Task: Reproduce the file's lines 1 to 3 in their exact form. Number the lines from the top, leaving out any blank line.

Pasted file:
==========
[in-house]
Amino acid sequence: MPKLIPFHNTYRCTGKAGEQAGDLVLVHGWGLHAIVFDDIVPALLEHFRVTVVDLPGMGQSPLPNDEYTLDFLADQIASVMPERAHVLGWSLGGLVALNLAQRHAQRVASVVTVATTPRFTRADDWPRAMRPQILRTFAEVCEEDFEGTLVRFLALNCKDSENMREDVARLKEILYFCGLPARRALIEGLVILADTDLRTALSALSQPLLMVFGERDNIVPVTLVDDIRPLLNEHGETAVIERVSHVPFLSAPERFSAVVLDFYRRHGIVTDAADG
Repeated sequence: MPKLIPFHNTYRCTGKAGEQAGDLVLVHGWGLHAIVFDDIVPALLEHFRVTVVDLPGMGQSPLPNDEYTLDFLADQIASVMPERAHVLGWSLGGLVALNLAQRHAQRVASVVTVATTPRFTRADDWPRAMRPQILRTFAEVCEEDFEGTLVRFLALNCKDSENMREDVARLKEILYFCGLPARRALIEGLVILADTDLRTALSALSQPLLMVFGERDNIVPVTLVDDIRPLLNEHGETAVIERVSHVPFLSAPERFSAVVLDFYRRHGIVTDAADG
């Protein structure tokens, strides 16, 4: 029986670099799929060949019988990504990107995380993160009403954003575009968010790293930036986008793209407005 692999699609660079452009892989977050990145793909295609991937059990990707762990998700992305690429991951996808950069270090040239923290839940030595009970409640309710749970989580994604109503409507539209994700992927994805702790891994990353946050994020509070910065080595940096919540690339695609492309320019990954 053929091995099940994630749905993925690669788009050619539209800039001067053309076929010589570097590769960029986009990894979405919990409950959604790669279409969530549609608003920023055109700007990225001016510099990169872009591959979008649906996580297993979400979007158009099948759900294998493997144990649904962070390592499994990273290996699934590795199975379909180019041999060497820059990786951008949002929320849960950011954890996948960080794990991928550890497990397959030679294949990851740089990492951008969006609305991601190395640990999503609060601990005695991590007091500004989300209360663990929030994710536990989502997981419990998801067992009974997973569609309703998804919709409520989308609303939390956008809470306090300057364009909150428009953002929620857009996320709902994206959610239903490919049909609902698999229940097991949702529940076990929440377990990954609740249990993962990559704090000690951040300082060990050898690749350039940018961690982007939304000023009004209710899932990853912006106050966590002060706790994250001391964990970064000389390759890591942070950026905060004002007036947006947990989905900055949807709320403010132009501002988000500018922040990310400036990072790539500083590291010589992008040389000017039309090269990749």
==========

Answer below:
[in-house]
Amino acid sequence: MPKLIPFHNTYRCTGKAGEQAGDLVLVHGWGLHAIVFDDIVPALLEHFRVTVVDLPGMGQSPLPNDEYTLDFLADQIASVMPERAHVLGWSLGGLVALNLAQRHAQRVASVVTVATTPRFTRADDWPRAMRPQILRTFAEVCEEDFEGTLVRFLALNCKDSENMREDVARLKEILYFCGLPARRALIEGLVILADTDLRTALSALSQPLLMVFGERDNIVPVTLVDDIRPLLNEHGETAVIERVSHVPFLSAPERFSAVVLDFYRRHGIVTDAADG
Repeated sequence: MPKLIPFHNTYRCTGKAGEQAGDLVLVHGWGLHAIVFDDIVPALLEHFRVTVVDLPGMGQSPLPNDEYTLDFLADQIASVMPERAHVLGWSLGGLVALNLAQRHAQRVASVVTVATTPRFTRADDWPRAMRPQILRTFAEVCEEDFEGTLVRFLALNCKDSENMREDVARLKEILYFCGLPARRALIEGLVILADTDLRTALSALSQPLLMVFGERDNIVPVTLVDDIRPLLNEHGETAVIERVSHVPFLSAPERFSAVVLDFYRRHGIVTDAADG